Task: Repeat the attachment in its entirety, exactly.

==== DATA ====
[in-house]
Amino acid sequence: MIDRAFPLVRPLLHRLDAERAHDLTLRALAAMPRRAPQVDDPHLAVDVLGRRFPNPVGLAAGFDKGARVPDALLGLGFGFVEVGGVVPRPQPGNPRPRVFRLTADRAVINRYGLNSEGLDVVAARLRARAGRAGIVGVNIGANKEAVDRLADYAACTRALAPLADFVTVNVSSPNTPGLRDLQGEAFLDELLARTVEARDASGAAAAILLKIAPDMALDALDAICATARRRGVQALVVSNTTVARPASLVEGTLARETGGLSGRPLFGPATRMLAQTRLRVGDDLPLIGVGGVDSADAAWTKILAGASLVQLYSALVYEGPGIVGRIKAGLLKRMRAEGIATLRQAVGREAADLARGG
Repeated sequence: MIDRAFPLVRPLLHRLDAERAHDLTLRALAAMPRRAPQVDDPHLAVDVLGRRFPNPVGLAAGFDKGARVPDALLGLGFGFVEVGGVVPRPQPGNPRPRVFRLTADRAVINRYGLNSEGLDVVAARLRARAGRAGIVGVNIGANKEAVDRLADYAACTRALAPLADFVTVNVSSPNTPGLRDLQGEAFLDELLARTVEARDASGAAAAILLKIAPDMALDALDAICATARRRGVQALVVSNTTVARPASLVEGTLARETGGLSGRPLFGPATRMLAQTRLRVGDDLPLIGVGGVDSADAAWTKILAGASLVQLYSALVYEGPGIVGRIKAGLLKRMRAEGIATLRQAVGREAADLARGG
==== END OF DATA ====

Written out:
[in-house]
Amino acid sequence: MIDRAFPLVRPLLHRLDAERAHDLTLRALAAMPRRAPQVDDPHLAVDVLGRRFPNPVGLAAGFDKGARVPDALLGLGFGFVEVGGVVPRPQPGNPRPRVFRLTADRAVINRYGLNSEGLDVVAARLRARAGRAGIVGVNIGANKEAVDRLADYAACTRALAPLADFVTVNVSSPNTPGLRDLQGEAFLDELLARTVEARDASGAAAAILLKIAPDMALDALDAICATARRRGVQALVVSNTTVARPASLVEGTLARETGGLSGRPLFGPATRMLAQTRLRVGDDLPLIGVGGVDSADAAWTKILAGASLVQLYSALVYEGPGIVGRIKAGLLKRMRAEGIATLRQAVGREAADLARGG
Repeated sequence: MIDRAFPLVRPLLHRLDAERAHDLTLRALAAMPRRAPQVDDPHLAVDVLGRRFPNPVGLAAGFDKGARVPDALLGLGFGFVEVGGVVPRPQPGNPRPRVFRLTADRAVINRYGLNSEGLDVVAARLRARAGRAGIVGVNIGANKEAVDRLADYAACTRALAPLADFVTVNVSSPNTPGLRDLQGEAFLDELLARTVEARDASGAAAAILLKIAPDMALDALDAICATARRRGVQALVVSNTTVARPASLVEGTLARETGGLSGRPLFGPATRMLAQTRLRVGDDLPLIGVGGVDSADAAWTKILAGASLVQLYSALVYEGPGIVGRIKAGLLKRMRAEGIATLRQAVGREAADLARGG